Okay, so you write your book, you edit your book, to edit your book some more, and finally you feel like it might, possibly, maybe, be ready for a publisher…? If you’re like I was when I first began thinking about publishing, you most likely have no idea where to start. Publishers that come to mind might be Random House, Harper Collins, or something along those lines, but how do get their attention and where on earth do you start?
I found out pretty quickly that unfortunately the big six publishers (wonderful names like the aforementioned Random House) don’t accept queries directly from authors and that getting an agent is just about one of the hardest thing in the world. Not to say it’s impossible, just hard. So, I looked into other alternatives. Self publishing is huge. Beyond huge. Gigantic. Thousands of authors decide to self publish and many of them are quite successful.
As an author of a self published book and a soon to be traditionally published book, I have a pretty good idea about what goes on at each end, so I’ll briefly be outlining the basics, pros and cons, and other relevant information.
So the start off: traditional publishing – the way to go, right? The answer depends on you. Traditional publishing does give you more options, presumably more sales and basically someone to help you with the editing and marketing of your novel. But, like anything, there are downsides as well. You don’t have as much freedom with a traditional publisher. For example, the cover is basically their decision. I worked with a publisher who came up with a cover I hated and there was nothing I could do about it. But then, I found a different publisher who made a cover that I love. To me, the cover is super important, so I struggled with the idea of letting someone else design a cover for my “baby”. Also, depending on how much you give away in your contract (a discussion for another time) your publisher may have the right to basically tear your novel apart. Thankfully, I’ve never had to deal with this, but I’ve heard he horror stories. Overall, though, in my experience, working with a traditional publisher has been fun. Another group of people to eye your book, inside and out, and give you feedback is great! And ultimately, a publisher liking and then signing your book is one of the best feelings in the world.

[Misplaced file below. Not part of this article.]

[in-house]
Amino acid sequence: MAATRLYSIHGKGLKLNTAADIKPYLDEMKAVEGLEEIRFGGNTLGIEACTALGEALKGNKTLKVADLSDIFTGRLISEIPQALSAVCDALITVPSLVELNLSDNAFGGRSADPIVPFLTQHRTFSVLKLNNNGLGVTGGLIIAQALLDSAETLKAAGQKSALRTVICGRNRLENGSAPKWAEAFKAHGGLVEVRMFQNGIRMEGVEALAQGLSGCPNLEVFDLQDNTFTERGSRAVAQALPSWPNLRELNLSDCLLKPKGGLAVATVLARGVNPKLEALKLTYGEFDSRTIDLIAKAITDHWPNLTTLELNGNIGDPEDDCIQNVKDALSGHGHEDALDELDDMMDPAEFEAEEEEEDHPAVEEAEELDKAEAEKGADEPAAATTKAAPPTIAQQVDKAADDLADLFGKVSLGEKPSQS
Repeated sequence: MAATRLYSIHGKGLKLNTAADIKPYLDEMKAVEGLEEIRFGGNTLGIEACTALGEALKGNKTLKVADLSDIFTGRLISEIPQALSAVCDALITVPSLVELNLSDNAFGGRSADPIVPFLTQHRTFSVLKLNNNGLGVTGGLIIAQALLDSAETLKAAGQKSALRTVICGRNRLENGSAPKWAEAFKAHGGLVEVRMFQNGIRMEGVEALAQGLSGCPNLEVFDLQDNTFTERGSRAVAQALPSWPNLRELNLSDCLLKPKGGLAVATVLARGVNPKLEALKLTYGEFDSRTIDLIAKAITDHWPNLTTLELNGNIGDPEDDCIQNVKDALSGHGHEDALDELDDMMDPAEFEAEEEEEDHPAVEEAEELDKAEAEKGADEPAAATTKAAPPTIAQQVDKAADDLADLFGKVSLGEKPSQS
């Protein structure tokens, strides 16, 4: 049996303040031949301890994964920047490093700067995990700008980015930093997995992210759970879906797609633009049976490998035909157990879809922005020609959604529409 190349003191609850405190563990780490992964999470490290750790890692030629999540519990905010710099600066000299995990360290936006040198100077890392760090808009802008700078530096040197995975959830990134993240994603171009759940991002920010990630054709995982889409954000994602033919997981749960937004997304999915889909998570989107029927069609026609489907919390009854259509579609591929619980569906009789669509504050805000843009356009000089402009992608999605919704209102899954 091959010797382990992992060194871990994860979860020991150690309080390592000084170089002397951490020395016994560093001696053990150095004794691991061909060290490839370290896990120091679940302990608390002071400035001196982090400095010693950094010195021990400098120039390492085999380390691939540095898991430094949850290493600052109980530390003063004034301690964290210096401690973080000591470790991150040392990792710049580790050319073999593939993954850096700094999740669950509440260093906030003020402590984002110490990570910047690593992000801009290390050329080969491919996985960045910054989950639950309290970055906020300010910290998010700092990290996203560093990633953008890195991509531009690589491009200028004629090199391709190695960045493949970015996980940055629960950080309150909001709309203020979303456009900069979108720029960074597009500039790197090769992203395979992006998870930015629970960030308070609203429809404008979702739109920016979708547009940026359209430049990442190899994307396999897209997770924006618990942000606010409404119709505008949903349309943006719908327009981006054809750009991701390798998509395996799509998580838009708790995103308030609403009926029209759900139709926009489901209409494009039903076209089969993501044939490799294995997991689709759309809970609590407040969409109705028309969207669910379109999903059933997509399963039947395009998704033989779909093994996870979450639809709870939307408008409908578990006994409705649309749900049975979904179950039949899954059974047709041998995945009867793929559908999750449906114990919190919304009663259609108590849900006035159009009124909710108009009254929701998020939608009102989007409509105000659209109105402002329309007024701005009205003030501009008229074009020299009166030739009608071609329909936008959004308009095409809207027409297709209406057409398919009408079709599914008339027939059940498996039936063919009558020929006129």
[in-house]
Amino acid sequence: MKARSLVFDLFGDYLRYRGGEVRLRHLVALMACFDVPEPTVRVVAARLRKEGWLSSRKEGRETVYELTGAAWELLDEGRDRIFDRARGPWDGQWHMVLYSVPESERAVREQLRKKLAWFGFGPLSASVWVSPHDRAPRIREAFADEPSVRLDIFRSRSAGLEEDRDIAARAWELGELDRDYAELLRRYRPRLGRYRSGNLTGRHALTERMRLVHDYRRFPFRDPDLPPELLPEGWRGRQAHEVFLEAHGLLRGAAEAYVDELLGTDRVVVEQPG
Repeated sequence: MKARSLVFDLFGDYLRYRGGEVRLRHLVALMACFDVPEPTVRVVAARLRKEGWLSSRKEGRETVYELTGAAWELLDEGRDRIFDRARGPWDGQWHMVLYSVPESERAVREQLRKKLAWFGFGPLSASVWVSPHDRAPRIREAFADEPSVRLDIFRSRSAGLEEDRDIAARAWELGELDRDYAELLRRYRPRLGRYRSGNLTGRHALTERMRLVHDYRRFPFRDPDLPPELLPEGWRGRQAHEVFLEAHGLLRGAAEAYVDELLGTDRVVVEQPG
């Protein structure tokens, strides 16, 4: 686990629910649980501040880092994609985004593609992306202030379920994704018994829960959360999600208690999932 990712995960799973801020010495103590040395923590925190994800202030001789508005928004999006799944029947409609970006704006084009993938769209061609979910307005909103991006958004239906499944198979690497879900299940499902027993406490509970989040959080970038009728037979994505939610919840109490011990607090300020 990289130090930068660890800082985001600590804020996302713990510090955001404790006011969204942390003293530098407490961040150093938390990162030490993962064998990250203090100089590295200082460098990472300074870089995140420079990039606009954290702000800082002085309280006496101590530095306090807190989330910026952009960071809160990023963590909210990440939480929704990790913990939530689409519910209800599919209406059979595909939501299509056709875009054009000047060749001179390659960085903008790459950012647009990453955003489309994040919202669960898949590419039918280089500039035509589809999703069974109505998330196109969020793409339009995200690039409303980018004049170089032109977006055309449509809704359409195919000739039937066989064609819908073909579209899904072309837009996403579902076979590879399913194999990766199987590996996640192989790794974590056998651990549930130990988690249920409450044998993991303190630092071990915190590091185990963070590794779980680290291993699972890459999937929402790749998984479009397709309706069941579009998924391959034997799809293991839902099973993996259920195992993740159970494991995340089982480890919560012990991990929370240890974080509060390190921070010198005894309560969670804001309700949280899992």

Now, self publishing. Self publishing is great if you like to be in control. You decide the final revision, the cover, the size, the price, where it’s sold etc. In self publishing, you have a lot of freedom. I self published my first book through Createspace.com and it was a great experience. It’s quick, easy, isn’t overly priced and the quality is good. (FYI, Lulu is another self publishing site, although I’ve never worked with them) And it was fun! But the downside is that your book is just another book in a sea of novels and how do you make it stand out? A publisher’s job is to market your book and without a publisher, that task is left up to you. It’s daunting and scary but you have to start somewhere. Getting sales without marketing is basically impossible, so getting the word out about your book is crucial. Without turning this blog post into a novel-length rant, some quick tips would be things like: Twitter, Facebook, Goodreads, websites, blog, local bookstores and libraries, and book signings.
Either option is going to require work on your part, but depending on what kind of work you’re willing to do will help you decide which way to go. Building a platform (followers, and people who will hopefully buy your book) is key for each way. In a nutshell, self publishing is super fast and super easy if you just want to hold a printed copy of your book in your hands, smile at it, flaunt it around, and share it with family and friends (which is basically what I did with my self published novel). Marketing a self published book is considerably harder than marketing a traditionally published book. Traditional publishing will most likely come with more editing and more work on the book end; your editor decides when the book is ready, not you. But marketing is mostly left up to them.
Instead of picking a side, traditional or self publishing, I think it really depends on who you are and what fits your interests and goals. Try self publishing and see how you like it. Try to find a publisher and see how that goes. I’m still experimenting with different types of publishing, and every angle, good and bad always comes with it’s advantages and lessons.
So, thanks for reading and good luck with your publishing endeavors!
Have a wonderful day!